• What pitfalls or obstacles might your team encounter as it works on the project?

As for (2), I never make a team-based project worth more than about one-third of the final grade, and the project-related individual assignments like the journal article analysis compose a part of that one-third. The final document that represents the culmination of the team’s work accounts for only five to ten percent of the course grade. An equally-sized chunk of the grade consists of spaced repetition in skills such as constructing evidence-based arguments.

Regarding (3), I know of one colleague whose students finally learn — as seniors — how to generate correct citations.

Links to the entire Real Thing series:

The Real Thing

Coke Real ThingAs I’ve said before, the best writing assignments present students with a contextualized problem — a task — that immediately gives them a role to fulfill, an audience to communicate with, and a format to follow. Role, audience, and format should reflect the types of tasks students might encounter outside of college; for example, a letter to the editor or a policy proposal that presents an evidence-based recommendation on a specific issue. The traditional research paper, with an audience of only the course instructor and a format that is not recognized outside of academia, lacks the authenticity that will lead to improvements in students’ writing.

Doctoral programs in political science typically don’t train people in how to write* or how to teach writing to others, and I’ve only recently begun to better incorporate the principles of role, audience, and format into my own teaching. Here is one example, referenced in my last post on project-based learning.

Last semester’s instructions for a project on tourism, for which a team of students wrote a report and delivered a class presentation:

Choose a location outside the USA and design an international volunteer- or eco-tourism experience in which both the participants and the host community derive long term benefit. Make sure you define “benefit” and be aware that it’s possible to have more than one. Also make sure to include a process that measures who benefits and why to determine if the program’s goals are achieved.

These instructions are okay but not great. This semester’s instructions are better:

Your team of hospitality industry consultants has been hired by Hilton Worldwide to complete a study on the feasibility of an international (meaning outside the USA) volunteer- or eco-tourism experience in which both the guests and the host community derive long term benefits. You team needs to report on the following:

♦  The best international location and type of experience for this venture, with an explanation of why the location and experience is the “best.”
♦  An explanation of the “benefits” that guests and the host community will acquire.
♦  A process that measures who benefits and why to determine if the venture’s goals are being achieved.

I have another example in which audience, purpose, and format might be even more obvious; I’ll write about that in my next post.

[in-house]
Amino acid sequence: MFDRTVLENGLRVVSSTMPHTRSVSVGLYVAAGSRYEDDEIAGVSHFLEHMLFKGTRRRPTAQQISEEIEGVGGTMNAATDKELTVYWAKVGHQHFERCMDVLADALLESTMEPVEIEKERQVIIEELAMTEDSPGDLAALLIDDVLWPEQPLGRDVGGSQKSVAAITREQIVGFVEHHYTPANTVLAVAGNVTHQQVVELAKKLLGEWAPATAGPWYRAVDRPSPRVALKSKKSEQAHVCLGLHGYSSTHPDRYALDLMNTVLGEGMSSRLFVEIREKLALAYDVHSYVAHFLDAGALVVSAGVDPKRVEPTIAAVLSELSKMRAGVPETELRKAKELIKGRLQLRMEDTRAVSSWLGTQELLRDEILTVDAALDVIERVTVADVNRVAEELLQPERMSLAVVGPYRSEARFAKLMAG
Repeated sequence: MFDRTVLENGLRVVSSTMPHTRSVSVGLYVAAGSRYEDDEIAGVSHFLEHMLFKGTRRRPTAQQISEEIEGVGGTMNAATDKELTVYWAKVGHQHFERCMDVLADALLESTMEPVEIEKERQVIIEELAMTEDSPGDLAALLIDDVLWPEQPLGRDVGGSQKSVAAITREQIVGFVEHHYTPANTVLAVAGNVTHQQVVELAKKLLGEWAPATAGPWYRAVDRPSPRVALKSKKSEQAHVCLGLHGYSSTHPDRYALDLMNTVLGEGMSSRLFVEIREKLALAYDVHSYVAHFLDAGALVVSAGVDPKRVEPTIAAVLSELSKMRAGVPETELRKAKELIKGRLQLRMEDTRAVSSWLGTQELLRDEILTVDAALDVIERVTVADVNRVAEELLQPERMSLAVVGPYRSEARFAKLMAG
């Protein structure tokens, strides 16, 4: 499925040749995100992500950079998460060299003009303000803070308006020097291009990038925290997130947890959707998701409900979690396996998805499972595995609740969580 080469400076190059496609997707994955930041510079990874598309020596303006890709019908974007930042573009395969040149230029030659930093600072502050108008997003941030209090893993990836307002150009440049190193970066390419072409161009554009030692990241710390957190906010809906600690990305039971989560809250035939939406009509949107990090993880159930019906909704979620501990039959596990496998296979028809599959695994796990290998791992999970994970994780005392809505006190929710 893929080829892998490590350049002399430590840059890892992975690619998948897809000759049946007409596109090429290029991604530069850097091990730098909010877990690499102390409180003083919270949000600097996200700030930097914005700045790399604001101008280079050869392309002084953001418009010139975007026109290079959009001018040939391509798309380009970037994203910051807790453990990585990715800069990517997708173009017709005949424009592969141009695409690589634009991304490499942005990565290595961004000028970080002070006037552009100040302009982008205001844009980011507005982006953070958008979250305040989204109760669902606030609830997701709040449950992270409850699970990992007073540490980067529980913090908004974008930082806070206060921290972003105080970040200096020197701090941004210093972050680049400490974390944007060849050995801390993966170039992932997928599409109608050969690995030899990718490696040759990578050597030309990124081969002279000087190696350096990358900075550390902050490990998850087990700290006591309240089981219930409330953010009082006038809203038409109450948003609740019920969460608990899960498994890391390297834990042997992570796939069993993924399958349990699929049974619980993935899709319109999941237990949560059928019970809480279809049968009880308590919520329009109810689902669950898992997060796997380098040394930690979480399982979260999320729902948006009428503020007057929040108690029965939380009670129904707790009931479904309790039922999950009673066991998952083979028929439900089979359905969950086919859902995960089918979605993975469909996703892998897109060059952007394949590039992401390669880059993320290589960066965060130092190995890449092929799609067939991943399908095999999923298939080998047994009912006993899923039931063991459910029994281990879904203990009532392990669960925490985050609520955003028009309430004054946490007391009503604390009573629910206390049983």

*one reason for the stilted jargon-laden prose of many political scientists

Links to the entire Real Thing series:

Moving On Up Again to the Projects

Project DemolitionTwo months ago, I described the worksheets that I used for project-based learning in two of my spring courses as a mixed experience. In the spirit of experimentation, I’ve reformulated three worksheets for use in a fall course.

The first worksheet asks each student to identify what skills he or she thinks are important in collaborating with others. The student then rates all team members individually and the team as a whole on these skills with a three-point scale.

The second worksheet asks each student to diagnose whether his or her team is is functioning effectively and write down what he or she can personally do to solve any problems.

In the third worksheet, students rate themselves and their teammates according to criteria I’ve established:

  • writing quality;
  • creativity, problem solving ability, and leadership;
  • responsibility and willingness to overcome challenges.

Each student then reviews what he or she has written for these categories and assigns an average score for each team member. Each score must be a different number.

In contrast to the worksheets from last semester, these worksheets are assignments students do outside of class. Each satisfactorily completed worksheet will add one percent to the student’s final grade. Also I will compute an average score each student from the scores he or she receives on the third worksheet from everyone on his or her team; this score is worth up to three percent of the final grade. So the worksheets’ stakes are low, but I’m hoping high enough to induce students to complete them. My main goal in assigning them is for students to engage in some self-reflection that will improve their collaboration skills.

I’ve also made some changes to the projects themselves, to more clearly communicate role, audience, and format in each project’s final product. I’ll write a separate post about that in the near future.